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How’s Your Retirement IQ?

Imagine rolling into the operating room where you are scheduled for surgery. Then, imagine being handed the scalpel and the nurse saying to you, “You’ll be operating on yourself today.” This is how millions of Americans approach retirement. The surgeon gets training and education along the way—prior to performing surgery. Yet few people get the education and guidance needed on financial matters, and then, when retiring, essentially get handed the scalpel to perform their own surgery.

So, what are some of the important details you’ll need to know? A secure retirement starts with things like saving the right amount and investing appropriately for you and your future. Just as importantly is the knowledge of how to manage your income in retirement with an appropriate and tax-efficient spend-down plan. And, even before the money, you’ll need to consider just what you’ll do in retirement.

As you consider what you’ll do in retirement and how your money may last, think about time—how much time will you have in retirement? While you might have a notion of what you’ll be doing and how you’ll do it (financially and physically) at the outset of retirement, what will your health and money look like on day 1,000? Do you know? And, how will you spend your time? What will you be healthy enough to do? While you may not have all of the answers today, taking some time to consider these questions today is part of the preparation.

Here are some important facts to help you as you begin to answer some of these questions…Did you know that according to a recent study, the fastest growing part of our society is age 85 plus? From your mid 60’s to your mid 80’s, there are approximately 8,000 days that pass. Will your money last long enough to reach and possibly exceed those days? We know that according to another recent study by Barron’s, the estimated amount of money an average 65 year old couple retiring this year needs is $285,000 to fund health-care retirement costs alone—and that is before factoring in long-term care, dental, or the premiums for Medicare for higher-income couples.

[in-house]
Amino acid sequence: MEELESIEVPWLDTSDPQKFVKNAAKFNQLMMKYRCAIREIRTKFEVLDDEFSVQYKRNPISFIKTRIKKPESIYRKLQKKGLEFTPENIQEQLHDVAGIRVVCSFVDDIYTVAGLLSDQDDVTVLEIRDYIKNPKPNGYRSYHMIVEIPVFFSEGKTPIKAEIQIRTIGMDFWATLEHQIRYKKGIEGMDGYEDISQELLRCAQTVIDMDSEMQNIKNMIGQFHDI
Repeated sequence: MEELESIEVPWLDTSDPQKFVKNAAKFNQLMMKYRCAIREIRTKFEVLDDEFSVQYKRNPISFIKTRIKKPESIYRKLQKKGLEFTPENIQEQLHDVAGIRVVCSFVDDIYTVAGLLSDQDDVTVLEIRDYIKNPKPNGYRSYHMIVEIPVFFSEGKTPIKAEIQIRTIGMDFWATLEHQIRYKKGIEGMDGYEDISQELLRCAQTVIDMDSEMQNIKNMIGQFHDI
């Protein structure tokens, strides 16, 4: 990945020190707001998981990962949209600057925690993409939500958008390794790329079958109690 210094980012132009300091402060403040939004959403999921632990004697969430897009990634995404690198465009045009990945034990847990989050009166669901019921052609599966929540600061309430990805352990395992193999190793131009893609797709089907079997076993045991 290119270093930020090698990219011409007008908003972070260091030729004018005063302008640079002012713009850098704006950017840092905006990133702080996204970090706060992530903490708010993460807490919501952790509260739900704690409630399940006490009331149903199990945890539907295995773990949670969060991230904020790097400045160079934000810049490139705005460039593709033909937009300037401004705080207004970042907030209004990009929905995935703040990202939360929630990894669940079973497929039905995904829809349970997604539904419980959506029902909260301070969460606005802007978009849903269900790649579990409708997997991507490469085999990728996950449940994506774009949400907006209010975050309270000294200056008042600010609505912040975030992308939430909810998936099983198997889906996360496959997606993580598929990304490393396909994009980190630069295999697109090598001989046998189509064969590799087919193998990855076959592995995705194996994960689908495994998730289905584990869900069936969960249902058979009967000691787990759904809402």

Complex as this might all sound, an approach to financial advice that takes the sting (and fear) out of being handed the scalpel is one where you’re learning, all along, in doses that you can handle. A knowledgeable team of professionals who listen to where you are financially, professionally and personally, is a good place to begin. In other words, people who can meet you where you are.

Think of a financial planning engagement as time for you. It’s a time to discover where you are financially in reference to retiring and/or other important goals, as well as discovering how best to get there. If done right, you’ll find it’s less like getting a tooth pulled and more like going to the spa! You’ll feel peaceful and invigorated. It’s a time for both reflection and growth.

Important Note: The views expressed in this article are as of the date of the posting and are subject to change based on market and other conditions. This post contains certain statements that may be deemed forward-looking. Please note that any such statements are not guarantees of any future performance and actual results or developments may differ materially from those projected. If you would like investment, accounting, tax or legal advice, you should consult with your own financial advisors, accountants or attorneys regarding your individual circumstances and needs. No advice may be rendered by Lenity Financial, Inc. unless a client service agreement is in place.

Source:

BARRON’S April 2, 2019 – How Much Health Care Will Cost You in Retirement, According to Fidelity

The Longevity Economy by Joseph F. Coughlin – MIT AgeLab

Lenity Financial, Inc.

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